By Steven Zeitchik
Those aghast at Baz Luhrmann taking on the Shakespeare canon may have new reason for indignation. Luhrmann is considering tackling a classic of a more recent century. Are you ready ('cause we're not sure that you are). He's considering shooting a version of...The Great Gatsby.
As THR's intrepid Jillian Karger reports from the MoMA tribute to the Aussie auteur in New York Monday night, Luhrmann has been toying with the idea of adapting the Fitzgerald classic about Jay Gatsby, Nick Carraway and the other happenings at West Egg. "I probably shouldn't let the cat out of the bag, but I've been thinking about 'The Great Gatsby,'" he told the audience.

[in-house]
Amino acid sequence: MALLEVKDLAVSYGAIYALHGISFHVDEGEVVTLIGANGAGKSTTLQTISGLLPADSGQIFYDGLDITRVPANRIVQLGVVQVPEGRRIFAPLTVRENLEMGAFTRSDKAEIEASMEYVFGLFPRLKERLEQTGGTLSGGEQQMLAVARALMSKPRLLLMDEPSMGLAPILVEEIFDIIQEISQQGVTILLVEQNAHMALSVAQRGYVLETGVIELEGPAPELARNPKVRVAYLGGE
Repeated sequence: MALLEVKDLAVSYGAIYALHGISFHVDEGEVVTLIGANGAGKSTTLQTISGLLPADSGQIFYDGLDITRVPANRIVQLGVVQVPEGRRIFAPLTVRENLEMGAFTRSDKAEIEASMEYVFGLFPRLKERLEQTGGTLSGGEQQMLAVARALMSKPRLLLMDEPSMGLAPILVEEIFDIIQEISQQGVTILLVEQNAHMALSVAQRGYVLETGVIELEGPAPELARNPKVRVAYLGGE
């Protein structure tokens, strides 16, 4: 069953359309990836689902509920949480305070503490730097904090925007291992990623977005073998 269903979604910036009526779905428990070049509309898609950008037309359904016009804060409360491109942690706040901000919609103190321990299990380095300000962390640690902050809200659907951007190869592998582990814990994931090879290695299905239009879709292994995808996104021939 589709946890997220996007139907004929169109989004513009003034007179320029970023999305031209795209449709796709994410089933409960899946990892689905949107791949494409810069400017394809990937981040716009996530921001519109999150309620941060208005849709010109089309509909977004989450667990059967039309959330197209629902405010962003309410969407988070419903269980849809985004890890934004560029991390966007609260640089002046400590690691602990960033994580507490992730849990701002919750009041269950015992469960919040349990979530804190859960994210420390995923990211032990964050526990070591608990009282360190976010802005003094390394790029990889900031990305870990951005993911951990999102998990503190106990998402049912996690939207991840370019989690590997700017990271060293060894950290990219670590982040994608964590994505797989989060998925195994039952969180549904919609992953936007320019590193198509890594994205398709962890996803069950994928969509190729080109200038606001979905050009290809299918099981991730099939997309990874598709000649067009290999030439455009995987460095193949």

On the one hand, the book has the kind of flash that Luhrmann revels in. And with its depiction of glamour and new wealth it has a surprising degree of modern relevance (or did until the fiancial markets collapsed). And, come to think of it, Luhrmann is sort of a Gatsby-esque figure in his own right.
But aren't some things sacred? Or, what we really mean, shouldn't some things be protected from Luhrmannish hands? (And didn't Jack Clayton's 1974 version, complete with the Coppola-penned screenplay, offer a definitive word on the classic novel?)
That said, we'd actually be interested to see what Luhrmann does with it, though we can already hear the howsl of protest, the ones in the vein of: If Luhrmann does this, what other stalwart works of American literature might he want to take on -- Huck Finn? The Old Man and the Sea? The mind races at the possibilities, even as the ghosts of Hemingway and Twain might race the other way.